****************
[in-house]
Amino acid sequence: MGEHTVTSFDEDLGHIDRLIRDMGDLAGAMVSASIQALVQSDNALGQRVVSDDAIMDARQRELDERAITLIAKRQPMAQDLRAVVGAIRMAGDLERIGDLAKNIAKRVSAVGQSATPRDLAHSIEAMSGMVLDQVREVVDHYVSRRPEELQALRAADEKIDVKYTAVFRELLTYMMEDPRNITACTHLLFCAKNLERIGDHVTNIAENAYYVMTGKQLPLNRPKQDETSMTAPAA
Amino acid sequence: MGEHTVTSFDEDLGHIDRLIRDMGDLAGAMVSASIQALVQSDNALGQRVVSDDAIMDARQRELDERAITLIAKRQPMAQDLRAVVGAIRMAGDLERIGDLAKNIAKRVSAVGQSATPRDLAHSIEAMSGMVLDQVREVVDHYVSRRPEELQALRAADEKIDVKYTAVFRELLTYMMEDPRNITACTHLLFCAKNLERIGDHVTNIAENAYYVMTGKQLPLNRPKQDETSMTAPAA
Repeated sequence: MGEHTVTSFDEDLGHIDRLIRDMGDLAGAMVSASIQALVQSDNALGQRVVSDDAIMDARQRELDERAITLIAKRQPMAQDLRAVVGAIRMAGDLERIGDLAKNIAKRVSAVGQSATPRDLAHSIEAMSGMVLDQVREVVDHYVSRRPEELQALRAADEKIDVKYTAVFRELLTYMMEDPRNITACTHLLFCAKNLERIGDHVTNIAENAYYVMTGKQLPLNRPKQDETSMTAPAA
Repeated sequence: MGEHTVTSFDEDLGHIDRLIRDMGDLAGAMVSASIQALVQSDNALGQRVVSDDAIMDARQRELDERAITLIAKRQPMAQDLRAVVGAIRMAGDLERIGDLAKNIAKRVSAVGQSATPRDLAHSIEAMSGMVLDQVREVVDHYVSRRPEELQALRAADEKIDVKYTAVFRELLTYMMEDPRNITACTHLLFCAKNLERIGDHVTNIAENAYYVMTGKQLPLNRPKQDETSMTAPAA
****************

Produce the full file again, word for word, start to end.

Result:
[in-house]
Amino acid sequence: MGEHTVTSFDEDLGHIDRLIRDMGDLAGAMVSASIQALVQSDNALGQRVVSDDAIMDARQRELDERAITLIAKRQPMAQDLRAVVGAIRMAGDLERIGDLAKNIAKRVSAVGQSATPRDLAHSIEAMSGMVLDQVREVVDHYVSRRPEELQALRAADEKIDVKYTAVFRELLTYMMEDPRNITACTHLLFCAKNLERIGDHVTNIAENAYYVMTGKQLPLNRPKQDETSMTAPAA
Amino acid sequence: MGEHTVTSFDEDLGHIDRLIRDMGDLAGAMVSASIQALVQSDNALGQRVVSDDAIMDARQRELDERAITLIAKRQPMAQDLRAVVGAIRMAGDLERIGDLAKNIAKRVSAVGQSATPRDLAHSIEAMSGMVLDQVREVVDHYVSRRPEELQALRAADEKIDVKYTAVFRELLTYMMEDPRNITACTHLLFCAKNLERIGDHVTNIAENAYYVMTGKQLPLNRPKQDETSMTAPAA
Repeated sequence: MGEHTVTSFDEDLGHIDRLIRDMGDLAGAMVSASIQALVQSDNALGQRVVSDDAIMDARQRELDERAITLIAKRQPMAQDLRAVVGAIRMAGDLERIGDLAKNIAKRVSAVGQSATPRDLAHSIEAMSGMVLDQVREVVDHYVSRRPEELQALRAADEKIDVKYTAVFRELLTYMMEDPRNITACTHLLFCAKNLERIGDHVTNIAENAYYVMTGKQLPLNRPKQDETSMTAPAA
Repeated sequence: MGEHTVTSFDEDLGHIDRLIRDMGDLAGAMVSASIQALVQSDNALGQRVVSDDAIMDARQRELDERAITLIAKRQPMAQDLRAVVGAIRMAGDLERIGDLAKNIAKRVSAVGQSATPRDLAHSIEAMSGMVLDQVREVVDHYVSRRPEELQALRAADEKIDVKYTAVFRELLTYMMEDPRNITACTHLLFCAKNLERIGDHVTNIAENAYYVMTGKQLPLNRPKQDETSMTAPAA